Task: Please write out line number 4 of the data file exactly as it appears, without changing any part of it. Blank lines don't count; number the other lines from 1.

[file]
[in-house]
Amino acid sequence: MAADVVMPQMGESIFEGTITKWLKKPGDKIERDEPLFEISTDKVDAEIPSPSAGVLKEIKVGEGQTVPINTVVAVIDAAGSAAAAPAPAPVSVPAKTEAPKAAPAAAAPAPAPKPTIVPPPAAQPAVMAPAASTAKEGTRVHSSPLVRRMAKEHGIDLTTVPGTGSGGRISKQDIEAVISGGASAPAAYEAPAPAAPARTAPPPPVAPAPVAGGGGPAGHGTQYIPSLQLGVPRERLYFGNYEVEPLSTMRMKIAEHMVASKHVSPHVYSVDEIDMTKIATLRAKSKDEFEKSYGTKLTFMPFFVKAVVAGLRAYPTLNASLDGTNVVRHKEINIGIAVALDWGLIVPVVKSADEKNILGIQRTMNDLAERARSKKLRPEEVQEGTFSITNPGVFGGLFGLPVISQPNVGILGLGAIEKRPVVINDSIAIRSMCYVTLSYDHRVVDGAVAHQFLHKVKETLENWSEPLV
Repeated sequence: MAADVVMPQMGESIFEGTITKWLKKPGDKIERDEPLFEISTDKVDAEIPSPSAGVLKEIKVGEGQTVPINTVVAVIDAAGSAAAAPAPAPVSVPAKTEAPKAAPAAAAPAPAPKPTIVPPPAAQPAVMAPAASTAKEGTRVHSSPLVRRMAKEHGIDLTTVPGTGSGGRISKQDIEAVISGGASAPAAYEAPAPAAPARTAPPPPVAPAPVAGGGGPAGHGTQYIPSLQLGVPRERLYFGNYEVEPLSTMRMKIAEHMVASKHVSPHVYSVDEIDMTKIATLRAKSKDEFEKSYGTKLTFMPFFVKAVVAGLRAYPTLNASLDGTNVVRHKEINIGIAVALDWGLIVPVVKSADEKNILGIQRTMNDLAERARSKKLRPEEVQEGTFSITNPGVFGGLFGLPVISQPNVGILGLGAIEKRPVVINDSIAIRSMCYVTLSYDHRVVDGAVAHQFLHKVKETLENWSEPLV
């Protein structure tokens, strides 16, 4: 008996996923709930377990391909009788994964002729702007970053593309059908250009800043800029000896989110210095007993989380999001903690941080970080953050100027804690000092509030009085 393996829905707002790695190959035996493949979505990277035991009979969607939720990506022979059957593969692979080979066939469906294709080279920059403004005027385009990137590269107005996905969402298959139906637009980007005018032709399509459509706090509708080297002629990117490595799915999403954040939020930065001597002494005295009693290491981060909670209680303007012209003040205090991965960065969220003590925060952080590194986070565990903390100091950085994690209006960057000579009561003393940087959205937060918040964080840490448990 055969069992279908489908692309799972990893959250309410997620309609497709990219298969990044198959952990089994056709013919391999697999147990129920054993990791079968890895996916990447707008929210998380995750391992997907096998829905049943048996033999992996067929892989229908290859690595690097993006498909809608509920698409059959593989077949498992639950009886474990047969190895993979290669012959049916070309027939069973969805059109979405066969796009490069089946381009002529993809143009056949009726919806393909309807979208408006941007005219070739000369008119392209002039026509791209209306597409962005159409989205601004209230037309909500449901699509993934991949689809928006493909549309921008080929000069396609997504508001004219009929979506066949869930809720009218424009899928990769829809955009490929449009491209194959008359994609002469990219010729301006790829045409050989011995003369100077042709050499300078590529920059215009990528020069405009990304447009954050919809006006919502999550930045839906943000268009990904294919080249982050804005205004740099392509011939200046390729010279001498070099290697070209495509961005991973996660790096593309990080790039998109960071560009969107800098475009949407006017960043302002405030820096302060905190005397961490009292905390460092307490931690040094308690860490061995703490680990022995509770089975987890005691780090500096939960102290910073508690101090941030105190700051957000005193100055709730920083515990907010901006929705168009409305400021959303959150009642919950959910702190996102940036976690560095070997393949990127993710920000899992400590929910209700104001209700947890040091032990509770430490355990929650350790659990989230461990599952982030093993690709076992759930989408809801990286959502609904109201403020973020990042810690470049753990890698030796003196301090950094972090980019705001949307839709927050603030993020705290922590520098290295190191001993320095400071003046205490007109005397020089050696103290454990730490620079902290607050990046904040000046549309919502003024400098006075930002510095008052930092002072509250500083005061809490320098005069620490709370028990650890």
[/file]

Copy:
């Protein structure tokens, strides 16, 4: 008996996923709930377990391909009788994964002729702007970053593309059908250009800043800029000896989110210095007993989380999001903690941080970080953050100027804690000092509030009085 393996829905707002790695190959035996493949979505990277035991009979969607939720990506022979059957593969692979080979066939469906294709080279920059403004005027385009990137590269107005996905969402298959139906637009980007005018032709399509459509706090509708080297002629990117490595799915999403954040939020930065001597002494005295009693290491981060909670209680303007012209003040205090991965960065969220003590925060952080590194986070565990903390100091950085994690209006960057000579009561003393940087959205937060918040964080840490448990 055969069992279908489908692309799972990893959250309410997620309609497709990219298969990044198959952990089994056709013919391999697999147990129920054993990791079968890895996916990447707008929210998380995750391992997907096998829905049943048996033999992996067929892989229908290859690595690097993006498909809608509920698409059959593989077949498992639950009886474990047969190895993979290669012959049916070309027939069973969805059109979405066969796009490069089946381009002529993809143009056949009726919806393909309807979208408006941007005219070739000369008119392209002039026509791209209306597409962005159409989205601004209230037309909500449901699509993934991949689809928006493909549309921008080929000069396609997504508001004219009929979506066949869930809720009218424009899928990769829809955009490929449009491209194959008359994609002469990219010729301006790829045409050989011995003369100077042709050499300078590529920059215009990528020069405009990304447009954050919809006006919502999550930045839906943000268009990904294919080249982050804005205004740099392509011939200046390729010279001498070099290697070209495509961005991973996660790096593309990080790039998109960071560009969107800098475009949407006017960043302002405030820096302060905190005397961490009292905390460092307490931690040094308690860490061995703490680990022995509770089975987890005691780090500096939960102290910073508690101090941030105190700051957000005193100055709730920083515990907010901006929705168009409305400021959303959150009642919950959910702190996102940036976690560095070997393949990127993710920000899992400590929910209700104001209700947890040091032990509770430490355990929650350790659990989230461990599952982030093993690709076992759930989408809801990286959502609904109201403020973020990042810690470049753990890698030796003196301090950094972090980019705001949307839709927050603030993020705290922590520098290295190191001993320095400071003046205490007109005397020089050696103290454990730490620079902290607050990046904040000046549309919502003024400098006075930002510095008052930092002072509250500083005061809490320098005069620490709370028990650890």